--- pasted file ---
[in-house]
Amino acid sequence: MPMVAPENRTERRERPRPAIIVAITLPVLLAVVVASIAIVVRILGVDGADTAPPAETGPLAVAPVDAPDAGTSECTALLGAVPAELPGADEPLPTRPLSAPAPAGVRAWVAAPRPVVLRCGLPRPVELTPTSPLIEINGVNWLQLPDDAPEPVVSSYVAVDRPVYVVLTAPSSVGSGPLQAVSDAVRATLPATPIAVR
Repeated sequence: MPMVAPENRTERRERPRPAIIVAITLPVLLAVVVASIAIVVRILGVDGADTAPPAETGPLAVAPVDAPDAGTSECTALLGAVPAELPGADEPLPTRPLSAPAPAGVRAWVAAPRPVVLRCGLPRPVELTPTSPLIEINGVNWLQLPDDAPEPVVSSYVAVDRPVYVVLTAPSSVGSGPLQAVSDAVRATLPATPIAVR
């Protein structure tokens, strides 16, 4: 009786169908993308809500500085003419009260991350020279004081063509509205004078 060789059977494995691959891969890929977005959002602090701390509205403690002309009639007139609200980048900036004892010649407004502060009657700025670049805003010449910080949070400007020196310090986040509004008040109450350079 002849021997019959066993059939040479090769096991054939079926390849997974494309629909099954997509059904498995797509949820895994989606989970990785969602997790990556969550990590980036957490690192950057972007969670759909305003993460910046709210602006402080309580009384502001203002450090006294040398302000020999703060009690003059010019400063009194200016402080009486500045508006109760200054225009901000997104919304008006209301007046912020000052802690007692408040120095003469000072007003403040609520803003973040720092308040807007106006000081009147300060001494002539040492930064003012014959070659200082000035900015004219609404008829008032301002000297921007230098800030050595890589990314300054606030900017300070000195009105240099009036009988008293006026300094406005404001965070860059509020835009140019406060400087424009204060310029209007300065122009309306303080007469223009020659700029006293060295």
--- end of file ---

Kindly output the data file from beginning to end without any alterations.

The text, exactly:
[in-house]
Amino acid sequence: MPMVAPENRTERRERPRPAIIVAITLPVLLAVVVASIAIVVRILGVDGADTAPPAETGPLAVAPVDAPDAGTSECTALLGAVPAELPGADEPLPTRPLSAPAPAGVRAWVAAPRPVVLRCGLPRPVELTPTSPLIEINGVNWLQLPDDAPEPVVSSYVAVDRPVYVVLTAPSSVGSGPLQAVSDAVRATLPATPIAVR
Repeated sequence: MPMVAPENRTERRERPRPAIIVAITLPVLLAVVVASIAIVVRILGVDGADTAPPAETGPLAVAPVDAPDAGTSECTALLGAVPAELPGADEPLPTRPLSAPAPAGVRAWVAAPRPVVLRCGLPRPVELTPTSPLIEINGVNWLQLPDDAPEPVVSSYVAVDRPVYVVLTAPSSVGSGPLQAVSDAVRATLPATPIAVR
């Protein structure tokens, strides 16, 4: 009786169908993308809500500085003419009260991350020279004081063509509205004078 060789059977494995691959891969890929977005959002602090701390509205403690002309009639007139609200980048900036004892010649407004502060009657700025670049805003010449910080949070400007020196310090986040509004008040109450350079 002849021997019959066993059939040479090769096991054939079926390849997974494309629909099954997509059904498995797509949820895994989606989970990785969602997790990556969550990590980036957490690192950057972007969670759909305003993460910046709210602006402080309580009384502001203002450090006294040398302000020999703060009690003059010019400063009194200016402080009486500045508006109760200054225009901000997104919304008006209301007046912020000052802690007692408040120095003469000072007003403040609520803003973040720092308040807007106006000081009147300060001494002539040492930064003012014959070659200082000035900015004219609404008829008032301002000297921007230098800030050595890589990314300054606030900017300070000195009105240099009036009988008293006026300094406005404001965070860059509020835009140019406060400087424009204060310029209007300065122009309306303080007469223009020659700029006293060295």